From terror attacks to the War on Terror, bursting real estate bubbles to crystal meth epidemics, sexual predators to poisonous toys from China, our list of fears seems to be exploding. And yet, we are the safest and healthiest humans in history. Irrational fear is running amok, and often with tragic results. In the months after 9/11, when people decided to drive instead of fly—believing they wee avoiding risk—road deaths rose by 1,595. Those lives were lost to fear.
The Science of Fear is a disarmingly cheerful roundtrip shuttle to the new brain science, dissecting the fears that misguide and manipulate us every day.
As award-winning journalist Daniel Gardner demonstrates, irrational fear springs from how humans miscalculate risks. Our hunter-gatherer brains evolved during the old Stone Age and struggle to make sense of a world utterly unlike the one that made them. Numbers, for instance, confuse us. Our “gut” tells us that even if there aren’t “fifty thousand predators…on the Internet prowling for children,” as a recent U.S. Attorney General claimed, then there must be an awful lot. And even if our “head” discovers that the number is baseless and no one actually knows the truth—there could be one hundred thousand or five—we are still more fearful simply because we heard the big number. And it is not only politicians and the media that traffic in fearmongering. Corporations fatten their bottom lines with fear. Interest groups expand their influence with fear. Officials boost their budgets with fear. With more information, warnings and scary stories coming at us every day from every direction, we are more prone than ever to needlessly worry.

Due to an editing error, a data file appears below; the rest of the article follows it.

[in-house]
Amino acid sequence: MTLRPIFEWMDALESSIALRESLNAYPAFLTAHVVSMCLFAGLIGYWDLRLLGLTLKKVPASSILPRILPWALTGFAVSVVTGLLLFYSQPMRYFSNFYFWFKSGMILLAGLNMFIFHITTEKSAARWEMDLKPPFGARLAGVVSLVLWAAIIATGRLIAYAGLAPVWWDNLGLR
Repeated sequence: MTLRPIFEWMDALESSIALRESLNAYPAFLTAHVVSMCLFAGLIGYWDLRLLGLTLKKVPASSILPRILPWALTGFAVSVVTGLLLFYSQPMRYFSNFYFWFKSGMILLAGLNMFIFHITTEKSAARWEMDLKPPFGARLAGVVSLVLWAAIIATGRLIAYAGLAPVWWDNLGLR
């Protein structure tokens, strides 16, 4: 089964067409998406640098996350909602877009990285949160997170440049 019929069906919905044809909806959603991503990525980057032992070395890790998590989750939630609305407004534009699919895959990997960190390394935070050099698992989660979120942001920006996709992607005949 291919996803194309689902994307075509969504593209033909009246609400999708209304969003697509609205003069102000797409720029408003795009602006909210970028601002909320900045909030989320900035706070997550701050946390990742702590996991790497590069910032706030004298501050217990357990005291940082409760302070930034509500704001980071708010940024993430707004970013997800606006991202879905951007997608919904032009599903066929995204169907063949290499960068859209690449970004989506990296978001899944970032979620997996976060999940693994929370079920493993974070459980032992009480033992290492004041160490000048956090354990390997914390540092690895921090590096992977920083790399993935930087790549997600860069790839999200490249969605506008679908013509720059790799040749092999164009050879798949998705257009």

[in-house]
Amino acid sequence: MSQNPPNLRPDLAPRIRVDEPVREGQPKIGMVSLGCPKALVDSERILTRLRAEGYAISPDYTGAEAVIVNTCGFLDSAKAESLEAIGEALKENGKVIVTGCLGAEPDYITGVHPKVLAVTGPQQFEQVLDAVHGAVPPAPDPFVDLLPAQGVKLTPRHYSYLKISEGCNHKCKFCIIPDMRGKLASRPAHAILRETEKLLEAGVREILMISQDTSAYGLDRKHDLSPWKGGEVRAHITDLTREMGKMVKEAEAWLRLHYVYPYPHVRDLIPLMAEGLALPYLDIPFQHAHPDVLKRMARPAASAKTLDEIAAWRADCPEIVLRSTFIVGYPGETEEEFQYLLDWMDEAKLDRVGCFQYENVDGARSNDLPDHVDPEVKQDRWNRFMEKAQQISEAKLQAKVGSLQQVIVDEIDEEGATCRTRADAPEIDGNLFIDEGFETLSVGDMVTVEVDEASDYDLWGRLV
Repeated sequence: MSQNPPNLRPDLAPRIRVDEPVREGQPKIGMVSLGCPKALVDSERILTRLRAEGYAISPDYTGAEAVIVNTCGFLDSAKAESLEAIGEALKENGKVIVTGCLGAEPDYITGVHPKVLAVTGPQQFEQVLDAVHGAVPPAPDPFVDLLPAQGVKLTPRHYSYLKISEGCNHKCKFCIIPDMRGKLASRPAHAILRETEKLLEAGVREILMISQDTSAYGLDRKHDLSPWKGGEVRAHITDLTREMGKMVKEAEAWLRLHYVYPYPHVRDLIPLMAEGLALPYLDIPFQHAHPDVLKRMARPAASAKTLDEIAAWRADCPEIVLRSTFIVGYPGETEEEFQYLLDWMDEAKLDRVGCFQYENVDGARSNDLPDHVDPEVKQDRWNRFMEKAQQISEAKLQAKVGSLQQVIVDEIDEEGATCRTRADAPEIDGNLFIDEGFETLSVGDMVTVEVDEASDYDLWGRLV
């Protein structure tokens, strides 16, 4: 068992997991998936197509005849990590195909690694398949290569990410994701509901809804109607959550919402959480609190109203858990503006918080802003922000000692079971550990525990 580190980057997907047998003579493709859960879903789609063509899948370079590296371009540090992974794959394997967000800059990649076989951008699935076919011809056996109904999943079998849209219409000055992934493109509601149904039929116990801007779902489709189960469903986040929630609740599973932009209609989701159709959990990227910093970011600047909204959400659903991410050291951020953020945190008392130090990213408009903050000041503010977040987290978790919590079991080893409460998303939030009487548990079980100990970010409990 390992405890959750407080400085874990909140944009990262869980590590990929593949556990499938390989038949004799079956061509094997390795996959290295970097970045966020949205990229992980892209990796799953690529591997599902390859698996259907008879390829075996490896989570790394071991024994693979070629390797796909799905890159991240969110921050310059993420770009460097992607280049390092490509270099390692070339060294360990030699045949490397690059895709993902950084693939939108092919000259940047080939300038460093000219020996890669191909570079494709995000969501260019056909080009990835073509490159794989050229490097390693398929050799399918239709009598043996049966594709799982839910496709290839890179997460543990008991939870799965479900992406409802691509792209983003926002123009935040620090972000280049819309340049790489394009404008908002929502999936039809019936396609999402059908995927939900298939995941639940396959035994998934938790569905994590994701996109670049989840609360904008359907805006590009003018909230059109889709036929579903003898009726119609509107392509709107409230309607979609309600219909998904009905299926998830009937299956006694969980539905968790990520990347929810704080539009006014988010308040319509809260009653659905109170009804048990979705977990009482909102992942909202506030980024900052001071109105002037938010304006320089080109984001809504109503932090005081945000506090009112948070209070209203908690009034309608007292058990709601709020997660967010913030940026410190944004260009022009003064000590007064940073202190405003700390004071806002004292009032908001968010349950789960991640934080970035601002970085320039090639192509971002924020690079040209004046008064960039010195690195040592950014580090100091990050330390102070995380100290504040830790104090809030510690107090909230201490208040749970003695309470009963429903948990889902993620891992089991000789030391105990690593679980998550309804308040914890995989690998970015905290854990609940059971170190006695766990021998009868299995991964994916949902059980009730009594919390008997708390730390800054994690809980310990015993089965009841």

Real-world examples, interviews with experts, and fast-paced, lean storytelling make The Science of Fear an entertaining and enlightening tour. Ultimately, by revealing the psychology behind the many ways our “gut” reactions lead us astray and allow others to manipulate us. The Science of Fear will make you brave.